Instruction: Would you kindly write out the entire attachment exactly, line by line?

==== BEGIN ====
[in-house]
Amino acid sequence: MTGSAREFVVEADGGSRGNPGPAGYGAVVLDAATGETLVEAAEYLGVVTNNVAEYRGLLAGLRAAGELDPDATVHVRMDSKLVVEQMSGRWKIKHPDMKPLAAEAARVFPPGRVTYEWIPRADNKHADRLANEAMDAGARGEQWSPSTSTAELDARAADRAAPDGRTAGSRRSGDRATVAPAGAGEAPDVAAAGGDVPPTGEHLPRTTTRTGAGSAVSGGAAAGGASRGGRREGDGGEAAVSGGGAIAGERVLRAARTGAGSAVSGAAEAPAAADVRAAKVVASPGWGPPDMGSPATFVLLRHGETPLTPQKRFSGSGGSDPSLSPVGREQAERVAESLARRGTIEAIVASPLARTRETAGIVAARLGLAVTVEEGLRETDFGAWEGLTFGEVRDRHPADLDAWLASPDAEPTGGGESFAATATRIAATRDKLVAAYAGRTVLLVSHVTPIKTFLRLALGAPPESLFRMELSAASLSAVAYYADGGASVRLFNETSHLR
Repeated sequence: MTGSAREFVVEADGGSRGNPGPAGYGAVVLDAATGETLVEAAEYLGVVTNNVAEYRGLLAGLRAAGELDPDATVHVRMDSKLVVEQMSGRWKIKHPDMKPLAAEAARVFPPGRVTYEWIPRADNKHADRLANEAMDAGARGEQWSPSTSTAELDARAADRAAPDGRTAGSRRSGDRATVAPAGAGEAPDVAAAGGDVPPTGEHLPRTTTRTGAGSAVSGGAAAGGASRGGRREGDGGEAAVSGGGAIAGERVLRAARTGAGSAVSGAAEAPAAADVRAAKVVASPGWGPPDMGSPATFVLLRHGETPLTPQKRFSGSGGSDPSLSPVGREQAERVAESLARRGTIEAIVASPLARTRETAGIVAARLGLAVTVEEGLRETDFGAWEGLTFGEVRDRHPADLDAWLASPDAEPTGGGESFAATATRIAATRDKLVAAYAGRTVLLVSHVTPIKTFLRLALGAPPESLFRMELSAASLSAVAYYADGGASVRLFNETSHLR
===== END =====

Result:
[in-house]
Amino acid sequence: MTGSAREFVVEADGGSRGNPGPAGYGAVVLDAATGETLVEAAEYLGVVTNNVAEYRGLLAGLRAAGELDPDATVHVRMDSKLVVEQMSGRWKIKHPDMKPLAAEAARVFPPGRVTYEWIPRADNKHADRLANEAMDAGARGEQWSPSTSTAELDARAADRAAPDGRTAGSRRSGDRATVAPAGAGEAPDVAAAGGDVPPTGEHLPRTTTRTGAGSAVSGGAAAGGASRGGRREGDGGEAAVSGGGAIAGERVLRAARTGAGSAVSGAAEAPAAADVRAAKVVASPGWGPPDMGSPATFVLLRHGETPLTPQKRFSGSGGSDPSLSPVGREQAERVAESLARRGTIEAIVASPLARTRETAGIVAARLGLAVTVEEGLRETDFGAWEGLTFGEVRDRHPADLDAWLASPDAEPTGGGESFAATATRIAATRDKLVAAYAGRTVLLVSHVTPIKTFLRLALGAPPESLFRMELSAASLSAVAYYADGGASVRLFNETSHLR
Repeated sequence: MTGSAREFVVEADGGSRGNPGPAGYGAVVLDAATGETLVEAAEYLGVVTNNVAEYRGLLAGLRAAGELDPDATVHVRMDSKLVVEQMSGRWKIKHPDMKPLAAEAARVFPPGRVTYEWIPRADNKHADRLANEAMDAGARGEQWSPSTSTAELDARAADRAAPDGRTAGSRRSGDRATVAPAGAGEAPDVAAAGGDVPPTGEHLPRTTTRTGAGSAVSGGAAAGGASRGGRREGDGGEAAVSGGGAIAGERVLRAARTGAGSAVSGAAEAPAAADVRAAKVVASPGWGPPDMGSPATFVLLRHGETPLTPQKRFSGSGGSDPSLSPVGREQAERVAESLARRGTIEAIVASPLARTRETAGIVAARLGLAVTVEEGLRETDFGAWEGLTFGEVRDRHPADLDAWLASPDAEPTGGGESFAATATRIAATRDKLVAAYAGRTVLLVSHVTPIKTFLRLALGAPPESLFRMELSAASLSAVAYYADGGASVRLFNETSHLR